Spanish automotive component manufacturer Gestamp has given an update on the current situation affected by the fight against Covid19. The company announced it has been progressively closing factories worldwide since mid-March. Europe was first, followed by America, but now it expects a gradual re-opening in the coming weeks. The only exception is China, where there has already been some opening up and Gestamp has begun to move towards normality. The company hopes that activity will return to normal more or less imminently in the rest of its factories.
Gestamp has 11 plants, two R&D centres in China and the division’s corporate offices in Asia. The factories represent less than 10% of the 112 production plants that the company has globally. The explosion of the coronavirus crisis kept them closed for up to three weeks. They have now gradually started up again, taking all the necessary precautions. The last plant to reopen was the Wuhan plant, the epicenter of the pandemic.
The Spanish multinational has a workforce of nearly 4,000 people in China. Last year it recorded revenues of 847 million euros in that country. This represents 9% of the firm’s total annual turnover. The Wuhan plant accounts for 5% of its turnover in China.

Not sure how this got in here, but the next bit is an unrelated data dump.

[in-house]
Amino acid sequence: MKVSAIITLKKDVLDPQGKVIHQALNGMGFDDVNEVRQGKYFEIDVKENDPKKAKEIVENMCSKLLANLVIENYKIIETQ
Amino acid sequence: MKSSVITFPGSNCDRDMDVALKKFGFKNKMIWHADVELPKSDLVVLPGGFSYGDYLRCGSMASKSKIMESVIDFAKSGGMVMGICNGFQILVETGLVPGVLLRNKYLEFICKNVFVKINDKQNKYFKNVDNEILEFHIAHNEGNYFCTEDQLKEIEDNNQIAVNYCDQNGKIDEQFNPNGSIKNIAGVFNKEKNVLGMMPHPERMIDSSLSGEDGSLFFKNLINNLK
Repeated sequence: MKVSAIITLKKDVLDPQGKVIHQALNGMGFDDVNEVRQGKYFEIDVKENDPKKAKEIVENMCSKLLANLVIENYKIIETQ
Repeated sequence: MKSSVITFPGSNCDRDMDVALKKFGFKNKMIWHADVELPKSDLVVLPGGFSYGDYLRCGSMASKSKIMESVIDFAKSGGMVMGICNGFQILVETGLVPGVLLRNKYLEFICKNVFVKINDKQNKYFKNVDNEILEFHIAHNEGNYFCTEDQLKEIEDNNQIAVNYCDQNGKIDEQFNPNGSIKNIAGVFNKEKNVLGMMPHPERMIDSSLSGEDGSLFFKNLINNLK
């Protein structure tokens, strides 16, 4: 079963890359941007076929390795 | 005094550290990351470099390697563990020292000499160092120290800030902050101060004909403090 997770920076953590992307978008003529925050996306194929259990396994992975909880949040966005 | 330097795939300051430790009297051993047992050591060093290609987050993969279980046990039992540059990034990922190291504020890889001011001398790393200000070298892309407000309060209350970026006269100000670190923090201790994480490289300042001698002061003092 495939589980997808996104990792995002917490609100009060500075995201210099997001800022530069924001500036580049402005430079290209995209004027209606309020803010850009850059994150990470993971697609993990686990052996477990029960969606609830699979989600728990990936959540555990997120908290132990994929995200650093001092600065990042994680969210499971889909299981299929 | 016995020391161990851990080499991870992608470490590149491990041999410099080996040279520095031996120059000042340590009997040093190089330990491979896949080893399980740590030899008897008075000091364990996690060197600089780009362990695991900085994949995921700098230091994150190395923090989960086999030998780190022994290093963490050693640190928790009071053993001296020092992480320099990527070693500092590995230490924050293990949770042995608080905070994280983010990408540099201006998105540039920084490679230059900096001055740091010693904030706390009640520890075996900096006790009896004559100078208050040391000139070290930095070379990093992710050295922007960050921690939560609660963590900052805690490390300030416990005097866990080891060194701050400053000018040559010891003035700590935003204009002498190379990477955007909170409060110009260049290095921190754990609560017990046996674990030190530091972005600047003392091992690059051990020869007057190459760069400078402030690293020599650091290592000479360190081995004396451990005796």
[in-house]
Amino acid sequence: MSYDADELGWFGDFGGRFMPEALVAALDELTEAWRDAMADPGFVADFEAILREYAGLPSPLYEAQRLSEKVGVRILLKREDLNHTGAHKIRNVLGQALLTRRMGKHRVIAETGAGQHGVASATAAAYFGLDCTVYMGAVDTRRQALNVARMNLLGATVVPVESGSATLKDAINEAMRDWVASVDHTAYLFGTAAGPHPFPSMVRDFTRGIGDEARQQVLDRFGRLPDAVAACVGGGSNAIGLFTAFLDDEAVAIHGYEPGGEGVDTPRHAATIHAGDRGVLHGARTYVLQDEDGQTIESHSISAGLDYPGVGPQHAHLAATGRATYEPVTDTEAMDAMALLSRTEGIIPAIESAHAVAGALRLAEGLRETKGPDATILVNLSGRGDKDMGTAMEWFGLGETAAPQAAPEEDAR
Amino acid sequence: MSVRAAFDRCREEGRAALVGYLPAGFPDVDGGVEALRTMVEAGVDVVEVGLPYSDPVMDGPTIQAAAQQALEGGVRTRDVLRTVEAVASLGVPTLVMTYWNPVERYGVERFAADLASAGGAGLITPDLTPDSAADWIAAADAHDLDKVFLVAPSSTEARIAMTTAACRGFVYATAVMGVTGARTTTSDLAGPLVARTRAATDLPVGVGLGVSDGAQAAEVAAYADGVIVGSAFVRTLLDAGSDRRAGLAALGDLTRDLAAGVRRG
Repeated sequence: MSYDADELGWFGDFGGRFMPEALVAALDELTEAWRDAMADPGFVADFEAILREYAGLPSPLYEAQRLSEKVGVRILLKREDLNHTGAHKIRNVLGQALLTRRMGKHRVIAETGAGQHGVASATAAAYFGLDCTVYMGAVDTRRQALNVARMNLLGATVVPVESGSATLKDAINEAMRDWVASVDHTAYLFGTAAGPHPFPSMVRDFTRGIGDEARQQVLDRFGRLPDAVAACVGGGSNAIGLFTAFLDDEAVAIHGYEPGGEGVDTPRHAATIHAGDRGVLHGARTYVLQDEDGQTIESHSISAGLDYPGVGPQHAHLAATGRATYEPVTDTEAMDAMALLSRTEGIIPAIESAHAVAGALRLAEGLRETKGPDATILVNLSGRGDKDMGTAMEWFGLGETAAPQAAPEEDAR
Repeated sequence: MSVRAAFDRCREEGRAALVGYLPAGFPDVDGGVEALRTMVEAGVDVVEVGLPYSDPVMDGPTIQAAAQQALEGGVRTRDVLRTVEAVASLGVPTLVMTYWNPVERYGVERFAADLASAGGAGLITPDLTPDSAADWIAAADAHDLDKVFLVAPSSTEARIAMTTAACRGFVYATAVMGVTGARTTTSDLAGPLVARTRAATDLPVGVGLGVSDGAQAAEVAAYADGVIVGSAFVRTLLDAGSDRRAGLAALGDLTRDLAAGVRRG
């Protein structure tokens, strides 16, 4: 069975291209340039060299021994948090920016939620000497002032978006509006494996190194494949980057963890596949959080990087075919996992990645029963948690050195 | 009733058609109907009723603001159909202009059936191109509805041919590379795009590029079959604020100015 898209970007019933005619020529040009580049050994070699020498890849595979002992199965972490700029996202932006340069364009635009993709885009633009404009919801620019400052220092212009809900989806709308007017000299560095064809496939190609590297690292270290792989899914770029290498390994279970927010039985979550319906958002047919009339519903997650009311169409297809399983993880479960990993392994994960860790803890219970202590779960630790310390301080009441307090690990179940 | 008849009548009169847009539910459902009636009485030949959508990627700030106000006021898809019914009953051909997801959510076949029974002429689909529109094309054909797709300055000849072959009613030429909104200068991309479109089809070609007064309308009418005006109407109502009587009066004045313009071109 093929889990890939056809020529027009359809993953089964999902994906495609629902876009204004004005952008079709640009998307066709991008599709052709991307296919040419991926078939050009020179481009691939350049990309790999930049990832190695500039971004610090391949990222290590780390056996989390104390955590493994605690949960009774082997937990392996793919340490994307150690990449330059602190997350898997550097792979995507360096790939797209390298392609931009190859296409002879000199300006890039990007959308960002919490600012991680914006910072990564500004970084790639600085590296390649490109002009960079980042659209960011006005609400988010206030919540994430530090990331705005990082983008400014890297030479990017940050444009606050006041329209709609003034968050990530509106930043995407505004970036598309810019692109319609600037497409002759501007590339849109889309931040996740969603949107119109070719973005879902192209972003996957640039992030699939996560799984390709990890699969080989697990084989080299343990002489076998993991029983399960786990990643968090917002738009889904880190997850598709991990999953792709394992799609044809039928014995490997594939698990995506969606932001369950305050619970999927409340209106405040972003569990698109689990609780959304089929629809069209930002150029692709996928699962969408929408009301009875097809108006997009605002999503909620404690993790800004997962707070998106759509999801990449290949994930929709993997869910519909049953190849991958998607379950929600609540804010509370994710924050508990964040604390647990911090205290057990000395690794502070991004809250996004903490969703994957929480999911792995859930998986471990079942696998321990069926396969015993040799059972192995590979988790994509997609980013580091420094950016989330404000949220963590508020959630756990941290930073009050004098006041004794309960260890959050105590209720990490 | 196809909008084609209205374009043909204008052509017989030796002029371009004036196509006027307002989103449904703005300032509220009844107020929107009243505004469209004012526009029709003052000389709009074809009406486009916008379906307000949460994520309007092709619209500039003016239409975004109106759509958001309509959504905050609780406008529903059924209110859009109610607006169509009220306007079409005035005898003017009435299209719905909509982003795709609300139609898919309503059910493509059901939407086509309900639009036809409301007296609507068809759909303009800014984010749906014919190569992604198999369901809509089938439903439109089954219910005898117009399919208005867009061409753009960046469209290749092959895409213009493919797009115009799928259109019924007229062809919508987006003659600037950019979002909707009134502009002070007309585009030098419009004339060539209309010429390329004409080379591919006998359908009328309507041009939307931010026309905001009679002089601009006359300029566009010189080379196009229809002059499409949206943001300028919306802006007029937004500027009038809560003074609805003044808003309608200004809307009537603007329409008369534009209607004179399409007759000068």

However, uncertainty about the containment of the coronavirus remains high, and Gestamp has implemented a comprehensive contingency plan to mitigate its effects. These measures include strengthening its liquidity position (2 billion euros at end-March), extending credit lines and seeking finance in several countries where it operates. It is also making temporary employment adjustments, cutting expenses, improving management of working capital and reducing capex. Furthermore, the Executive Chairman will cut his salary by 50% this year and the CEO, top management and other directors will reduce their remuneration by 15%.
In addition, the management has eliminated the final dividend payment (scheduled for July) and has withdrawn its 2020 guidelines. Gestamp will publish Q1’20 results on Monday 18 May at the market’s close.
So far this year, the company has lost 47% of its market capitalization, compared to a 36% loss for the European car sector. It has also lost 32% since the European bourses’ correction began on 24 February.